Edgar Lee Masters' "John M. Church"

Updated on April 4, 2018
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After I fell in love with Walter de la Mare's "Silver" in Mrs. Edna Pickett's sophomore English class, circa 1962, poetry became my passion.

Edgar Lee Masters


Introduction and Text of Poem, "John M. Church"

In Edgar Lee Masters’ "John M. Church" from Spoon River Anthology, the speaker sums up his life in a brief twelve-line versanelle. Once again, readers encounter in Mr. Church, a lawyer, and as usual, lawyers do not fare so well in the hands of Edgar Lee Masters, whom readers are likely to take seriously because Masters himself made his living an attorney for thirty years.

Masters had even served for a number of years as a law partner with Clarence Darrow, who later become widely known after he faced off against another famous lawyer, William Jennings Bryan, in the Scopes Trial (The State of Tennessee v. John Thomas Scopes), also known as, "The Monkey Trial."

82. John M. Church

I was attorney for the "Q"
And the Indemnity Company which insured
The owners of the mine.
I pulled the wires with judge and jury,
And the upper courts, to beat the claims
Of the crippled, the widow and orphan,
And made a fortune thereat.
The bar association sang my praises
In a high-flown resolution.
And the floral tributes were many—
But the rats devoured my heart
And a snake made a nest in my skull!

Reading of "John M. Church"


First Movement: "I was attorney for the 'Q'"

Mr. Church begins by naming the entities for which he served as a legal counselor. He mentions the Chicago, Burlington, and Quincy Railroad, nicknamed the "Q" by locals. This company is not a fictional construct; it actually existed and still exists as the Burlington Northern & Santa Fe Railway, its name having been abbreviated to the BNSF Railway Company in 2005.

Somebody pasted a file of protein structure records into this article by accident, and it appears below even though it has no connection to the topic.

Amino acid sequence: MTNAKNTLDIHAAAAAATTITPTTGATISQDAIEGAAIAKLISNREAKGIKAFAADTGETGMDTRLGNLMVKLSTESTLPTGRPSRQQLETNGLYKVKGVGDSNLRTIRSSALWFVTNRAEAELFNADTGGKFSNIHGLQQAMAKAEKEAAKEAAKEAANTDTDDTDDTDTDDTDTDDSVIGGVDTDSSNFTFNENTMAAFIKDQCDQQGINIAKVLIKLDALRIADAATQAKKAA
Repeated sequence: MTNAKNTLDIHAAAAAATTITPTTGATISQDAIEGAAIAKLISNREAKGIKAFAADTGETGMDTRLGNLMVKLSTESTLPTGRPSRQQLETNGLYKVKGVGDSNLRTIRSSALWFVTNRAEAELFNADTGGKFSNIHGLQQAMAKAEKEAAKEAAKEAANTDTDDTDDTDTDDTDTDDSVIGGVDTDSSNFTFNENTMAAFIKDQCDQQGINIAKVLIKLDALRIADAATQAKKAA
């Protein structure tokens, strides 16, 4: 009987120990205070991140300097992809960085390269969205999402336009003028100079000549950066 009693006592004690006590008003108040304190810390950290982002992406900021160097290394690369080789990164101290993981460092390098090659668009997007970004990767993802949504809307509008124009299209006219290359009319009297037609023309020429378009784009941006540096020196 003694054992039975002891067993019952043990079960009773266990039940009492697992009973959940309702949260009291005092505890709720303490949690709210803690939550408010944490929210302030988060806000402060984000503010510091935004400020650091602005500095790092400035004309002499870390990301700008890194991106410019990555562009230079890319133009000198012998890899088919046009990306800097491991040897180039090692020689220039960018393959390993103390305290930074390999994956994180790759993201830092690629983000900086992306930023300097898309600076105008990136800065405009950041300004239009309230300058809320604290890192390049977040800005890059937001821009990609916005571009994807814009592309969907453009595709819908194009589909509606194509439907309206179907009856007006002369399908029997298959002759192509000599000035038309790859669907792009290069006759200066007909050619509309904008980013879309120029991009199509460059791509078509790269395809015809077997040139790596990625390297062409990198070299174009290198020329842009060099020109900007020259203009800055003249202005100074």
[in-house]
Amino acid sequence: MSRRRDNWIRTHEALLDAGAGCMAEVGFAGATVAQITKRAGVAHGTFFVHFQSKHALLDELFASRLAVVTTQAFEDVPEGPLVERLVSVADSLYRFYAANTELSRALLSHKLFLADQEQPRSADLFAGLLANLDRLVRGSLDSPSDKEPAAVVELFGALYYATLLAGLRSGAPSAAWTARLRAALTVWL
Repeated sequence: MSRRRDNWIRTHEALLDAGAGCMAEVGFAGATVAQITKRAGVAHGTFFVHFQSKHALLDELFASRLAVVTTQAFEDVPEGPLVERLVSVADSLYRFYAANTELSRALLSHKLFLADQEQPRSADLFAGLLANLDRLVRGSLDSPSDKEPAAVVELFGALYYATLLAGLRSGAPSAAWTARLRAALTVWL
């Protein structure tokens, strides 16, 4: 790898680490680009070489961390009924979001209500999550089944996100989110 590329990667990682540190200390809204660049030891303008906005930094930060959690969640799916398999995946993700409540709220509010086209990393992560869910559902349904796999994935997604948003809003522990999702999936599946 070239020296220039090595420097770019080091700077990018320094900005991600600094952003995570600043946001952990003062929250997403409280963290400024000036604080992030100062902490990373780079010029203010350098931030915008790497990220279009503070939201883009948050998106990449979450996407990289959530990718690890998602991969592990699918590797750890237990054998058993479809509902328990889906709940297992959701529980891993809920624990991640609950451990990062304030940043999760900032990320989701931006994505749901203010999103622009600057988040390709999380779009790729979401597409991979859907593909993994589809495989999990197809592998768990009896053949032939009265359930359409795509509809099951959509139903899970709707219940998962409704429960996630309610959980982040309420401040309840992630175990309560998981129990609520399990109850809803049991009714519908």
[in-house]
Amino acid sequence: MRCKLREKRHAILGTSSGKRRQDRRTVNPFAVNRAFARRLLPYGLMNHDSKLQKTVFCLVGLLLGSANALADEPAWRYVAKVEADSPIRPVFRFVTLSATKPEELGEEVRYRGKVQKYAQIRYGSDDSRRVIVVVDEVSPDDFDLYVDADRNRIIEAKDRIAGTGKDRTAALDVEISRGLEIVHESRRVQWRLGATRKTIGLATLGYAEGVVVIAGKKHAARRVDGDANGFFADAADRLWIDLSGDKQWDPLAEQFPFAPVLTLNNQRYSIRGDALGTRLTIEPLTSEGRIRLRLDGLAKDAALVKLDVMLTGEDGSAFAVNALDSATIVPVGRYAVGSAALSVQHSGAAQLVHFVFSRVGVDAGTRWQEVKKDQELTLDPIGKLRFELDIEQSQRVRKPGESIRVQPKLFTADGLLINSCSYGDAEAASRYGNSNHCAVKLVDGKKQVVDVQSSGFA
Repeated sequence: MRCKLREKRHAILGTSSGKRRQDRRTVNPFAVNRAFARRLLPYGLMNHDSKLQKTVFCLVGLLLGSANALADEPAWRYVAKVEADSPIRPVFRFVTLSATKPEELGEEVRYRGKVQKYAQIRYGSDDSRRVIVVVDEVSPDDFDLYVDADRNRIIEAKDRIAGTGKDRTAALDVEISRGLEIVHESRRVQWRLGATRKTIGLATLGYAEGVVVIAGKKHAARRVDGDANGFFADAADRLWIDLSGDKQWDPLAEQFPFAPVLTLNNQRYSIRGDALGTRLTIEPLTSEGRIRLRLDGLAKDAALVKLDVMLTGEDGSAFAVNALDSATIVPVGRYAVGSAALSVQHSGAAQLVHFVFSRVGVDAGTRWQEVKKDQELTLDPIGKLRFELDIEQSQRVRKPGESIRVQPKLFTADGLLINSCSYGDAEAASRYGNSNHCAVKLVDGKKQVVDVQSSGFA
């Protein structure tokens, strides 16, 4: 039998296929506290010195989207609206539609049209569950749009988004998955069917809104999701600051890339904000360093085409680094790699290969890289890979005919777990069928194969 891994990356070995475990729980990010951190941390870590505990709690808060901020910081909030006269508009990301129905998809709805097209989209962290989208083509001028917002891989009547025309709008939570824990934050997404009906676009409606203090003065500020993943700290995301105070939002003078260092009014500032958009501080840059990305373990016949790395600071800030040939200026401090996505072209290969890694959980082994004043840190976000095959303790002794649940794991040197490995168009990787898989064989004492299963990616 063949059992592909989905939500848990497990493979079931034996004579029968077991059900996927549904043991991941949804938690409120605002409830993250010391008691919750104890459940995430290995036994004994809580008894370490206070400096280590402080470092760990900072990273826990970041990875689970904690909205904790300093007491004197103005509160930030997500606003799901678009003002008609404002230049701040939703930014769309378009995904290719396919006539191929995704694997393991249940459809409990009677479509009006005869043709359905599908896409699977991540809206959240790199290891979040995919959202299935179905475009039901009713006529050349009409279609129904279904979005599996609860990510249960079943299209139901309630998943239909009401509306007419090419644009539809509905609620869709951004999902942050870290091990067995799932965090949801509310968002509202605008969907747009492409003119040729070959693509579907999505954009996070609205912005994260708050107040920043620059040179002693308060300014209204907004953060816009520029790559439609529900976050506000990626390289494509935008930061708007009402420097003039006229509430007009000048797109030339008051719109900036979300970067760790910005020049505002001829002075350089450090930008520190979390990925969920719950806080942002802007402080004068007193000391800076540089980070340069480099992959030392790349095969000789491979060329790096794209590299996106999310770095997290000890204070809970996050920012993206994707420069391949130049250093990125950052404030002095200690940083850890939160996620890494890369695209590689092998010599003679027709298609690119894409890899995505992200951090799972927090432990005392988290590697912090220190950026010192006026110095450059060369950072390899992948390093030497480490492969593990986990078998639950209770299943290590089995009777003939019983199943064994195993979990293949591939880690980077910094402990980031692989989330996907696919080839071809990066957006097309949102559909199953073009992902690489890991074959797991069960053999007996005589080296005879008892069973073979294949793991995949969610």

The attorney also worked for the insurance company that covered the mine owners. The speaker pulls at the heart strings of bellyachers who remain of the stereotyping mindset that all lawyers and financially successful companies engage in capitalistic evil.

Thus this speaker is setting himself up to be understood as belonging to that heinous crowd of the truth challenged. Still, his report will ring true on many levels even for the evenminded and well-tempered.

That this speaker/attorney would denigrate his own profession along with his own moral turpitude simply adds the degenerate nature that he, as well as so many of the Spoon River inmates, will display.

Second Movement: "I pulled the wires with judge and jury"

Mr. Church then lowers himself even further into the pits of hell by admitting that he became obscenely rich by ripping off the underprivileged, such as widows, orphans, and the crippled: that nineteenth- and early twentieth-century triumvirate of politically correct privileged victims. He managed to achieve this status by "pull[ing] the wires" of the judges and juries before which he appeared.

Because victimhood knows no clime or time, the speaker can easily gain credibility by pitting himself and his ilk against pitiful widows, orphans, and crippled folks. One might speculate that his realization of guilty scoundrelism might be coming too late, even for the in crowd well-versed on the privilege of victimhood.

Third Movement: "The bar association sang my praises"